There's the story about how he almost passed on booking Led Zeppelin, until the manager of Spirit offered to give up part of his band's guarantee in exchange for adding Plant and company to the bill of a show that had already sold-out in which Spirit was headlining. And then there's the one about how he supposedly held a gun to Axl Rose's head when the Guns N' Roses frontman mysteriously disappeared from a gig at Mile High Stadium that Barry had booked with Guns and Metallica (spoiler alert: didn't happen, even if Lars Ulrich remembers it differently).


So what's your favorite story?
I guess my favorite story... oh, God, that's hard. Dave, that's really hard -- and I'm not being cool - but the one I had most fun with is debunking the story that's not true.
What's that?
The Axl Rose story, as told by Lars Ulrich. You've heard about that one, right? That story is, I guess, the most famous of the stories. We had Guns and Metallica at Mile High. And there was 48-49,000 people there. It was a big tour, and they alternated closing. One night, one band would close, and the other night the other one.
This one, Metallica opened, and... the whole story's in the book, but I'll tell you... Metallica opened, and I went out - it was a great set - I went backstage for the opening number of Guns. I went out, and they played "Welcome to the Jungle." I'm walking out - I'm going to give you the language, and you clean it up however you want; I'm just telling you how it happened - I'm walking backstage, and this guy comes running out and says, "Barry, Axl just left."
I said, "'The fuck are you talking about, 'Axl left'?" So I ran backstage, and I found out that he had come down off the stage, got into the limousine and left the site. So I said to... I went up to - his name was Big John; he was the guy who ran the limo company - and I said, 'You don't work for him; you work for me.' I said, 'You ever want to see another fucking dime of this company's money, you get that car back here.' And he said, "What?" I said, "Yeah. The only way he gets out of that car is if he jumps out. And if he jumps out, you leave him in the street. But you get that car back here."
So he gets on his little telephone. People are getting a little pissed by this time. Guns is up there just jamming, right? They played "Welcome to the Jungle," and then they didn't do anything; they were just jamming, and people were getting a little pissed off. In fact, I found out that they were taking their Guns N' Roses T-shirts back to the concession stand and throwing them at them and saying, "Give me a Metallica shirt."
So I went into the Guns and Metallica dressing room. So Guns sends down an emissary -- and this I know for sure because I was standing there within three feet - and he tells Lars, "Would you guys consider coming back up and jamming with us, because the crowd's going to get out of line?" So Lars tells him, word for word, "You bozos don't have enough money in your collective bank accounts for me to get back on that stage."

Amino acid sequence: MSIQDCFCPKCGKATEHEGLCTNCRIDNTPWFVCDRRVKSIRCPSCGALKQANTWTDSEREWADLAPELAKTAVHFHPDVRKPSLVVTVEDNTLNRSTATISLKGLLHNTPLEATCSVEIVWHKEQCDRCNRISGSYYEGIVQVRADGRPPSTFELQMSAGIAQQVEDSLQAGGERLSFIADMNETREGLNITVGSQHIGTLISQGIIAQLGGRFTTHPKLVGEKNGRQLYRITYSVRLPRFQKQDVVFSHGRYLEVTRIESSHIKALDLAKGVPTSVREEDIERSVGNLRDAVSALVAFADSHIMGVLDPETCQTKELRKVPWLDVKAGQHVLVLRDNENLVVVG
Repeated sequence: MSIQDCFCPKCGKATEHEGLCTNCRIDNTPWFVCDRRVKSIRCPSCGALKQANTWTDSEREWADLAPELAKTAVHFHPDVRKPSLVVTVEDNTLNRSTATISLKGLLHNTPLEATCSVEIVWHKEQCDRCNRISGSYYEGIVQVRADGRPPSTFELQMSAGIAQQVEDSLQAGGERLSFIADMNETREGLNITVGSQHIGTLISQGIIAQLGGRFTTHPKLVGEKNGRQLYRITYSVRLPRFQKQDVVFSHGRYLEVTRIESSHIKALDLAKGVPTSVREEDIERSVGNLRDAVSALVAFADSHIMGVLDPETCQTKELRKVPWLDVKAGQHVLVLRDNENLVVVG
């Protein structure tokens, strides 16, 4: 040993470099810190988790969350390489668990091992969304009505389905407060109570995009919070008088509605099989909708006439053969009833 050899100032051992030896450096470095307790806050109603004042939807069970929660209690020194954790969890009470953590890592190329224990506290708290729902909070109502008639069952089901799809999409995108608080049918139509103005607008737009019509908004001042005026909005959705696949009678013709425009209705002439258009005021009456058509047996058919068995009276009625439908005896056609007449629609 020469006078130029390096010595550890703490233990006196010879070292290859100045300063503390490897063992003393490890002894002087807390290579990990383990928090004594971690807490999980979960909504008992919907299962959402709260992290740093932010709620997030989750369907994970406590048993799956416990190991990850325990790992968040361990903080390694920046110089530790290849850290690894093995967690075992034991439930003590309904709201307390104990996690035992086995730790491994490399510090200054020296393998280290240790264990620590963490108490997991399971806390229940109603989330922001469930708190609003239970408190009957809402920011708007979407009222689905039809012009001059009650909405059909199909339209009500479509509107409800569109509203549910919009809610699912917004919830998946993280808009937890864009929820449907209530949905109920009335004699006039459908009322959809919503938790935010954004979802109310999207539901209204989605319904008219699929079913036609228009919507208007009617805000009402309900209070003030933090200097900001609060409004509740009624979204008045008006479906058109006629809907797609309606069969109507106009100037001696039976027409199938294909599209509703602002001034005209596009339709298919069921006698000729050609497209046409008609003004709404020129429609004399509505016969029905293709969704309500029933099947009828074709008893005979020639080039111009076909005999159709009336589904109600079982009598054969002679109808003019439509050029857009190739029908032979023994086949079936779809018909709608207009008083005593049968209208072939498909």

So at that point, I left the dressing room, went back out to the parking lot and got my .357 out of my glove box and put it in my back pocket. So I go out there, and I don't know what I'm going to do, because, you know, he had caused a riot in Montreal, I believe, by leaving and not coming back. Well, a few minutes later, the car comes back, and Axl gets out and talks to his manager - his name was Doug Goldstein; he was a glorified security guy; he use to do their security, and he took over their management. But how do you manage, manic depressive heroin addicts? That's a pretty good trick. I don't know how you do that.

So he [Axl] comes and talks to his manager and goes right up on the stage and gets back into it. So I put three of my, what do you want to call 'em, security, goons, thugs -- the toughest ones I have - at the top of the stairs and three Denver cops at the bottom. My instructions are: "The only way he gets out, if he leaves again, is that way," and I point to the crowd. Doug Goldstein says, "Barry, you can't do that. Axl will get so pissed." I said, "I don't give a fuck about him, and I don't give the same about you. I care about them," and I pointed to the people.
So that, basically, is what happened. But Lars tends to tell a different story, and Lars has far more credibility out in the industry than I have. He swears I put the gun up to Axl's temple and said, "Get on that fucking stage or you're going to die." It [his .357] never left my pocket. But every time he sees me today, he says, "Barry, are you packing today?" So that was that story.
Of course, that also was Slash's bachelor party that night. It was downtown at the Embassy Suites, which is no longer there. They were handing out little tickets - a blue ticket, like if you wanted a blow job, a yellow ticket if you wanted to get laid, a red ticket if you wanted to do both. It was a crazy night. And it turns out, I found out later, the reason Axl left was because he had a fight with Slash on the stage. But you know, I didn't really care. I just... I wasn't going to let him get away with that. 

And Lars says to me, "Don't tell me you wouldn't have shot him." I said, 'Oh if he's not going to go on, he's going to get shot." But it didn't have to happen. So that's a great story, but it's true. That's the way it is. If you hang up with me and call Lars, he'll tell you the story, "Yeah, Barry put this fucking gun to his head." Didn't happen.